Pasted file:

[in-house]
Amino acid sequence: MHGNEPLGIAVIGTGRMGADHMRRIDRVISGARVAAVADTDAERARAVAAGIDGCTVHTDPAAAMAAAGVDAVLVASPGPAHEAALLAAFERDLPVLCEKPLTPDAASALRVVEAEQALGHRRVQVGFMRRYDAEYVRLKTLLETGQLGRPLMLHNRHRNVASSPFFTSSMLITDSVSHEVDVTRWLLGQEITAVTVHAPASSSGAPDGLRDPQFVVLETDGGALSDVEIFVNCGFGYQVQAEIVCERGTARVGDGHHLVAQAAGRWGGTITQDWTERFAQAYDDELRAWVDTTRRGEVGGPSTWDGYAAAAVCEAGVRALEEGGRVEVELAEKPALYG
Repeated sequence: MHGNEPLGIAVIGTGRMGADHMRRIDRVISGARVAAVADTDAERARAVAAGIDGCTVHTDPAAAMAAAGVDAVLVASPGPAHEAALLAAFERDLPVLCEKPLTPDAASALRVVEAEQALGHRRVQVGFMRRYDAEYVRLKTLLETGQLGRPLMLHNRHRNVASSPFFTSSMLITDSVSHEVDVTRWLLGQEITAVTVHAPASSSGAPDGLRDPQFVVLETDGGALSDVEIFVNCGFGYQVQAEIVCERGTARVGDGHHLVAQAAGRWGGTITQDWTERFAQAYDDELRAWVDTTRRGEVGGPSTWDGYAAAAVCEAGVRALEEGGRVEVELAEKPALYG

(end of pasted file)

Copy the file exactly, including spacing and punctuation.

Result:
[in-house]
Amino acid sequence: MHGNEPLGIAVIGTGRMGADHMRRIDRVISGARVAAVADTDAERARAVAAGIDGCTVHTDPAAAMAAAGVDAVLVASPGPAHEAALLAAFERDLPVLCEKPLTPDAASALRVVEAEQALGHRRVQVGFMRRYDAEYVRLKTLLETGQLGRPLMLHNRHRNVASSPFFTSSMLITDSVSHEVDVTRWLLGQEITAVTVHAPASSSGAPDGLRDPQFVVLETDGGALSDVEIFVNCGFGYQVQAEIVCERGTARVGDGHHLVAQAAGRWGGTITQDWTERFAQAYDDELRAWVDTTRRGEVGGPSTWDGYAAAAVCEAGVRALEEGGRVEVELAEKPALYG
Repeated sequence: MHGNEPLGIAVIGTGRMGADHMRRIDRVISGARVAAVADTDAERARAVAAGIDGCTVHTDPAAAMAAAGVDAVLVASPGPAHEAALLAAFERDLPVLCEKPLTPDAASALRVVEAEQALGHRRVQVGFMRRYDAEYVRLKTLLETGQLGRPLMLHNRHRNVASSPFFTSSMLITDSVSHEVDVTRWLLGQEITAVTVHAPASSSGAPDGLRDPQFVVLETDGGALSDVEIFVNCGFGYQVQAEIVCERGTARVGDGHHLVAQAAGRWGGTITQDWTERFAQAYDDELRAWVDTTRRGEVGGPSTWDGYAAAAVCEAGVRALEEGGRVEVELAEKPALYG